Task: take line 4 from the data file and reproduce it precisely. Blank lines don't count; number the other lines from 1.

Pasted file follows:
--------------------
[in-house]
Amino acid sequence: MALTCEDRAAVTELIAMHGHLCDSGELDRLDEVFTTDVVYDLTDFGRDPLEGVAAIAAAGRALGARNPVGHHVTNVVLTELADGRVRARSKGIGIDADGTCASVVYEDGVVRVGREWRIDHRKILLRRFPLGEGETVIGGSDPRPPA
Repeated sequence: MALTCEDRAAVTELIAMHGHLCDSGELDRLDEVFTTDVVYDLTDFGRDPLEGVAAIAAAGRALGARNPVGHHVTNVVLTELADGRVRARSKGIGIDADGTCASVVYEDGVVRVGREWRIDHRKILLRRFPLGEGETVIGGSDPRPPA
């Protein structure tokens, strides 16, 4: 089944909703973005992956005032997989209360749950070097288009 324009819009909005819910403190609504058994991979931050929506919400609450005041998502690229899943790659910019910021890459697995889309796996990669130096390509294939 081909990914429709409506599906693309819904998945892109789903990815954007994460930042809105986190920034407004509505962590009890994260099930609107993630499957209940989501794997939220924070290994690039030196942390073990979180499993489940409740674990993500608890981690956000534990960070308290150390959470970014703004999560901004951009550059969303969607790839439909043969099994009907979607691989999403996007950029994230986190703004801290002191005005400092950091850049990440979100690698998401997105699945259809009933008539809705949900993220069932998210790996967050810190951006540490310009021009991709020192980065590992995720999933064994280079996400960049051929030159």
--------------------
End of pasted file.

């Protein structure tokens, strides 16, 4: 089944909703973005992956005032997989209360749950070097288009 324009819009909005819910403190609504058994991979931050929506919400609450005041998502690229899943790659910019910021890459697995889309796996990669130096390509294939 081909990914429709409506599906693309819904998945892109789903990815954007994460930042809105986190920034407004509505962590009890994260099930609107993630499957209940989501794997939220924070290994690039030196942390073990979180499993489940409740674990993500608890981690956000534990960070308290150390959470970014703004999560901004951009550059969303969607790839439909043969099994009907979607691989999403996007950029994230986190703004801290002191005005400092950091850049990440979100690698998401997105699945259809009933008539809705949900993220069932998210790996967050810190951006540490310009021009991709020192980065590992995720999933064994280079996400960049051929030159």